Mission and Collection Statement


The Curriculum Resource Center (CRC) supports the undergraduate and graduate teaching programs in the College of Education and Human Development and other BGSU education-related areas by maintaining a collection of high quality preschool through grade twelve materials reflecting innovation in teaching practices and standards-based instruction.

Collection Statement


Primarily, to support the College of Education and Human Development in their preparation of future educators by providing access to children’s and young adult literature, textbooks, and practical teaching resources appropriate for pre-Kindergarten through twelfth grade. Secondarily, to support other university departments with materials and services, and to provide area educators (teachers in area schools, parents and other members of the general public) with access to quality educational resources.

Administrator for the Collection:

Curriculum Resource Center, Reference/Service Desk at 419-372-2956.

Institutional Context:

The Curriculum Resource Center Collection Development policies and circulation policies are coordinated with the BGSU main library collection policies.

History of Collection:

Materials held by the Curriculum Resource Center are comprised of three collections:  the Frances F. Povsic Collection, the Book Review Center, and the Hungling Disney Collection.

Frances F. Povsic Collection

The Frances F. Povsic Collection, so named on March 20, 2001 in honor of Professor Povsic's significant, enduring and distinctive contributions to the Curriculum Resource Center, University Libraries and Bowling Green State University, includes the majority of the Curriculum Resource Center materials. The collection includes curriculum guides, children’s and young adult literature, textbooks, periodicals, pictures, reference materials, lesson planning resources and teaching aids. During her seventeen years as Head Librarian of the Curriculum Resource Center, before her retirement in 1990, Professor Povsic consolidated and developed the Curriculum Resource Center's collections and services, established an organizational system for the materials, and prepared detailed plans for the expansion and move to the second floor of the library in 1978.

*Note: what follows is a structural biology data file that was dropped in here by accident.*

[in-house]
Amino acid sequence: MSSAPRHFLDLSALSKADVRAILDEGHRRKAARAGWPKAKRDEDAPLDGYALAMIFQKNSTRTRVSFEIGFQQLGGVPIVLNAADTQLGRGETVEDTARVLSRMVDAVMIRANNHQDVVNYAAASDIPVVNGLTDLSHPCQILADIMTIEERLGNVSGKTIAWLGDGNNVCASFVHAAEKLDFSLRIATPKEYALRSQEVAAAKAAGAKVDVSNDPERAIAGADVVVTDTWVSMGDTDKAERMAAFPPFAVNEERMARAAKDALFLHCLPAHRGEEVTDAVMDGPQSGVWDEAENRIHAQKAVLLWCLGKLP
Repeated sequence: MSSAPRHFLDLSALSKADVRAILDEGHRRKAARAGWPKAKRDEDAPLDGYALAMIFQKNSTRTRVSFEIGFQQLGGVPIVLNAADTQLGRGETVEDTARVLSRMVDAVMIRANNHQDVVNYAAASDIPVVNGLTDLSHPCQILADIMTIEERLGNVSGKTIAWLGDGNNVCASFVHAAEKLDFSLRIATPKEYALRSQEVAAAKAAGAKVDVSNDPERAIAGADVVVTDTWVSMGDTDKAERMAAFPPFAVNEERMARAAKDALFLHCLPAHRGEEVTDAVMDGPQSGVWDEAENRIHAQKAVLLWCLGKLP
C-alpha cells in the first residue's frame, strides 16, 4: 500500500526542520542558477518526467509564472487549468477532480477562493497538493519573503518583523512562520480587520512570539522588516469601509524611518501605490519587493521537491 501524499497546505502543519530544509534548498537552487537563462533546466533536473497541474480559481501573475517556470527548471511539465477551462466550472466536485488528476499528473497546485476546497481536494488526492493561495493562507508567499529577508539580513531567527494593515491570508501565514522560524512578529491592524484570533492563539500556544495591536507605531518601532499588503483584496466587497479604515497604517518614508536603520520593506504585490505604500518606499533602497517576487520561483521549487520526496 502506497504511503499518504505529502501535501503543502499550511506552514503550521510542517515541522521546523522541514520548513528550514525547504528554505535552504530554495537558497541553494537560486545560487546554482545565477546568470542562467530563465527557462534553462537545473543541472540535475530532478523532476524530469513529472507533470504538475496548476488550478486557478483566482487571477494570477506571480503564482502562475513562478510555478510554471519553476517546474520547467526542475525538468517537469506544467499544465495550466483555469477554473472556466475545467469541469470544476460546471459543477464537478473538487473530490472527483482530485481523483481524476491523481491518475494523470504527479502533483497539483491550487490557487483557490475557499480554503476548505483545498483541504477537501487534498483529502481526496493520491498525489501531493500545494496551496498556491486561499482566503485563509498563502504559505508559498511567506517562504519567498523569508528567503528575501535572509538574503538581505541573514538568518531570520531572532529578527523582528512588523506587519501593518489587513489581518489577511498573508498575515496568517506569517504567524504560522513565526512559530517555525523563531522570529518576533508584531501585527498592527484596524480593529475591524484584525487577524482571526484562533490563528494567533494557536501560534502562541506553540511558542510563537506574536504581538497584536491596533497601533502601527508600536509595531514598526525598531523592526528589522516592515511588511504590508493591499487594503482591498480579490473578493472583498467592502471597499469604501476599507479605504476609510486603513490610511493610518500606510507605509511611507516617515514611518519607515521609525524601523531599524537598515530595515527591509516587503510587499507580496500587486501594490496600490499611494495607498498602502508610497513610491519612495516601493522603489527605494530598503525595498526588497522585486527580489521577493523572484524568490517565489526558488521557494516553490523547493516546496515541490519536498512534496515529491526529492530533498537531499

Book Review Center

The Book Review Center is a review collection of children‘s and young adult literature, established at the Jerome Library of BGSU in 1992. Recently published books are made available through the collection to the patrons of the Curriculum Resource Center, as well as to area educators and librarians through a variety of outreach activities. The publishers who participate in the program select the materials that comprise this collection, though not every contribution is added to the collection. When the review period has elapsed, the books are added to the Povsic Collection.  

Hungling Disney Collection

The Hungling Disney Collection (established approximately 2005) is integrated into the Povsic Collection. This collection was the gift of a long-time library employee, Matthew Hungling.

Estimate of Holdings:

As of March 2014, there are approximately 55,000 items in the Curriculum Resource Center collections.

State, Regional, and National Importance:

The collection serves as a regional resource to area teachers, homeschoolers, and parents, as well as fulfilling its primary mission to support Bowling Green State University’s College of Education and Human Development in its preparation of teachers.

Location of Materials:

Second floor of the William T. Jerome Library.

General Collection Guidelines:


The head librarian and other staff members of the Curriculum Resource Center are responsible for selecting materials to add to the Frances F. Povsic Collection. The library allocates funds from the library budget for these purchases. Collaboration with teaching faculty, monitoring usage trends, and responding to patron requests inform decision-making processes for the acquisition of materials. Occasionally, the library will not be able to comply with a purchase request. The reason may be based on the Collection Development Guidelines of the Curriculum Resource Center, the Collection Development Policies of the University Libraries, or budget constraints, for example.

For the children’s and young adult literature portion of the collection, award winning children’s and young literature titles are collected. Significant authors and illustrators are collected. Folktale and fairytale books are also a focus of the collection. Popular Young Adult literature is collected. Reviews from Horn Book, Booklist and other review resources inform collection decisions as well. Particular emphasis is placed on obtaining resources that depict sensitivity to issues of gender, disability, underserved populations, and diverse cultures. Controversial titles that may not meet the collection needs of other area libraries are especially included so that these materials are available for research. Generally, hardbound books and library bound trade books are collected, as paperbound books do not have a sufficient life expectancy.